A new documentary on child sexual abuse by priests is increasing prere on the Catholic Church in Poland. The reaction of the Polish Bishops' Conference was not long in coming.
Director Tomasz Sekielski's two-hour documentary "Just Don't Tell Anyone," released on the Internet on Saturday, was watched by more than three million people in the first 24 hours, according to the video platform "YouTube". The leader of the ruling Law and Justice (PiS) party, Jaroslaw Kaczynski, announced a tougher fight against pedophilia on Sunday in view of the film.
Bishops' conference welcomes the film
The Polish Catholic Bishops' Conference welcomed the film and apologized again for child abuse. "On behalf of the entire bishops' conference, I would like to express my deepest apologies to all those who have been harmed," said its president, Archbishop Stanislaw Gadecki. It thanked the filmmaker for his work. "Moved and saddened" he had watched Sekielski's documentary.
Kaczynski wants to punish perpetrators of abuse in the future "even with up to 30 years in prison", as he said in a campaign speech in Szczecin (Stettin). Opposition politicians called for a parliamentary commission of inquiry into abuse cases in the church. The head of the opposition Civic Platform (PO), Grzegorz Schetyna, said that it was not the Church, but only the state that could effectively settle the matter. At the same time, he praised the statement of the Primate of the Church in Poland, Archbishop Wojciech Polak, as "valuable".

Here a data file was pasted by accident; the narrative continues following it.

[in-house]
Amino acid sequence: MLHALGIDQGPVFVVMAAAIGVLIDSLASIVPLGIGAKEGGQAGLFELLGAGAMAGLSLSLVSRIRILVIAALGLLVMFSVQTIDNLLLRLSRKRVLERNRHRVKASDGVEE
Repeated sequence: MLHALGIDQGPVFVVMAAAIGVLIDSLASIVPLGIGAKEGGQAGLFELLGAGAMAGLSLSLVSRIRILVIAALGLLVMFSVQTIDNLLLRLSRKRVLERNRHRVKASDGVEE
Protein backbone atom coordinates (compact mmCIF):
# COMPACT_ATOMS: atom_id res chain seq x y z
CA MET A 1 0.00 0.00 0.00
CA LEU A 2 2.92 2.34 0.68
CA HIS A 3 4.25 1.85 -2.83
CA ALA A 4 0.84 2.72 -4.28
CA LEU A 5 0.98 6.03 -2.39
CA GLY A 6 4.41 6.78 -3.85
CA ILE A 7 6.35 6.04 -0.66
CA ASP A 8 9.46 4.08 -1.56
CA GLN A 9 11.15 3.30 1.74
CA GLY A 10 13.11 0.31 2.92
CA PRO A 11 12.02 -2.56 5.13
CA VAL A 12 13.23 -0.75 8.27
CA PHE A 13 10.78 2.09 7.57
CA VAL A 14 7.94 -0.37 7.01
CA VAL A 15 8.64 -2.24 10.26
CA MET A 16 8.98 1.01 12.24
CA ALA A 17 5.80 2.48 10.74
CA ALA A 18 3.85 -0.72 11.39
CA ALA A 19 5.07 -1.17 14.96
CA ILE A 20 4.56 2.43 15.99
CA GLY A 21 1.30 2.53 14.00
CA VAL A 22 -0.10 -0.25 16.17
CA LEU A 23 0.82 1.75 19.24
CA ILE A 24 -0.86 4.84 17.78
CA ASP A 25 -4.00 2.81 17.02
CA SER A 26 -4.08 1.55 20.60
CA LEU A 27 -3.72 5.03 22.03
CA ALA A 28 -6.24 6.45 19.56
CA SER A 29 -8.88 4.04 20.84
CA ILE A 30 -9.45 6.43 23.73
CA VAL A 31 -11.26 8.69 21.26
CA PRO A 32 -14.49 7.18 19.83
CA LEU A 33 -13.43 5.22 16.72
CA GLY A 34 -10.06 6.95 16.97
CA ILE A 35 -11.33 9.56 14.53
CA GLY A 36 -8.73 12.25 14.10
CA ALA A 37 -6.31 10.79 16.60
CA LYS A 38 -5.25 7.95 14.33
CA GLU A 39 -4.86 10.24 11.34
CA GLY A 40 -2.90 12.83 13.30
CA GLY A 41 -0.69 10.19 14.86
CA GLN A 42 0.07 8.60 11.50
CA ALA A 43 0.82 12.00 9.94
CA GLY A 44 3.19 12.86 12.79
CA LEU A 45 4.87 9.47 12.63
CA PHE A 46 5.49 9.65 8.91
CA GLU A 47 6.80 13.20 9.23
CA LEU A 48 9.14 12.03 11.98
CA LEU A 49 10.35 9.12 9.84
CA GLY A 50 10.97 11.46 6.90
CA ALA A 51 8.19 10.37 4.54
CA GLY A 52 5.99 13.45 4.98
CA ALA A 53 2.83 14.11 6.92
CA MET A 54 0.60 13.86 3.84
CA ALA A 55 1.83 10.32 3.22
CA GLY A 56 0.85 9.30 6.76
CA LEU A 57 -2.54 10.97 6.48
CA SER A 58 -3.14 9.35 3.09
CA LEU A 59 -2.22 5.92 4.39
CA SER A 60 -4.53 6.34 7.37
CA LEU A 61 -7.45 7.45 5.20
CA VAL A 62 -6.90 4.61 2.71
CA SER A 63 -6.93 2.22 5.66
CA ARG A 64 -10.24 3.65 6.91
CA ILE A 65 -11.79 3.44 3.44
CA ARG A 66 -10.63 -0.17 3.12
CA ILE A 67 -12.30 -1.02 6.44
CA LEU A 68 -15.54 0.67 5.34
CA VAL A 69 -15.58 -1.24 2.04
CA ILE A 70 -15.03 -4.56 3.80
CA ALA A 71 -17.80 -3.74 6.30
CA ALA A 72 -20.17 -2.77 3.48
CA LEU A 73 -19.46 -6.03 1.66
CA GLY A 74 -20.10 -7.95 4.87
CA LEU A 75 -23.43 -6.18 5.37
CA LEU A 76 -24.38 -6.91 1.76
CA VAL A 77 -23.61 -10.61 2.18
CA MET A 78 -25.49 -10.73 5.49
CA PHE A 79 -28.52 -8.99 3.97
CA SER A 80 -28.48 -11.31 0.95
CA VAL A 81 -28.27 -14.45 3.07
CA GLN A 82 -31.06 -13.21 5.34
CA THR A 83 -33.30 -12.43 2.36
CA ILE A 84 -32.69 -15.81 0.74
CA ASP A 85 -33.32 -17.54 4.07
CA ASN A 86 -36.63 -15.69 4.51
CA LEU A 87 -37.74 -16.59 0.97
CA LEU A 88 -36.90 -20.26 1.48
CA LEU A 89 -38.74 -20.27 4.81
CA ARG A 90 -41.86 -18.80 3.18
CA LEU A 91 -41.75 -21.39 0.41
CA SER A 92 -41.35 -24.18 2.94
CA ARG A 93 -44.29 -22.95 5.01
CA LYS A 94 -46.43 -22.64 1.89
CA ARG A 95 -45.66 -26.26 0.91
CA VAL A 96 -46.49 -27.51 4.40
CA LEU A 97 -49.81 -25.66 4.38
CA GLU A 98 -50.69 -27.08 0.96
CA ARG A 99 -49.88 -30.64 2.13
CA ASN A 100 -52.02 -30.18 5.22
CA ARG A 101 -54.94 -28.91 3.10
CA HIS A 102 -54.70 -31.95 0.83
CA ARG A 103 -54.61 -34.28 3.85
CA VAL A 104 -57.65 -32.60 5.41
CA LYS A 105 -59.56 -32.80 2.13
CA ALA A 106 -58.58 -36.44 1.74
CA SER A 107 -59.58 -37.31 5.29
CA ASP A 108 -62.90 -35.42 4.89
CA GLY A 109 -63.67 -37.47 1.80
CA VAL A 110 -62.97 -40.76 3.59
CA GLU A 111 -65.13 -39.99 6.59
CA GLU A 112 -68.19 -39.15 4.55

The Polish primate, who is responsible for child protection in the church, had expressed himself "deeply affected" by the depictions in the film in a video of his own, saying, "I thank all those who have the courage to tell of their suffering." He apologized for any "wound" inflicted by church employees.
No scenic statements by bishops
Gadecki, president of the bishops' conference, said the basic tenor of the film coincided with his experience gained in many conversations with injured parties. Documentary will help ensure strict adherence to guidelines for protecting children and young people in the church, he said.
While working on his film, Sekielski said he had unsuccessfully sought statements from bishops. Instead, his work features extensive interviews with victims and some priests.
In the fall of 2018, the bishops' conference had reacted quite differently to the Polish feature film "Clergy," which denounced child sexual abuse by priests and its cover-up. Most bishops had ignored or criticized the strip. More than five million viewers made it the most-watched movie in Poland since 2000.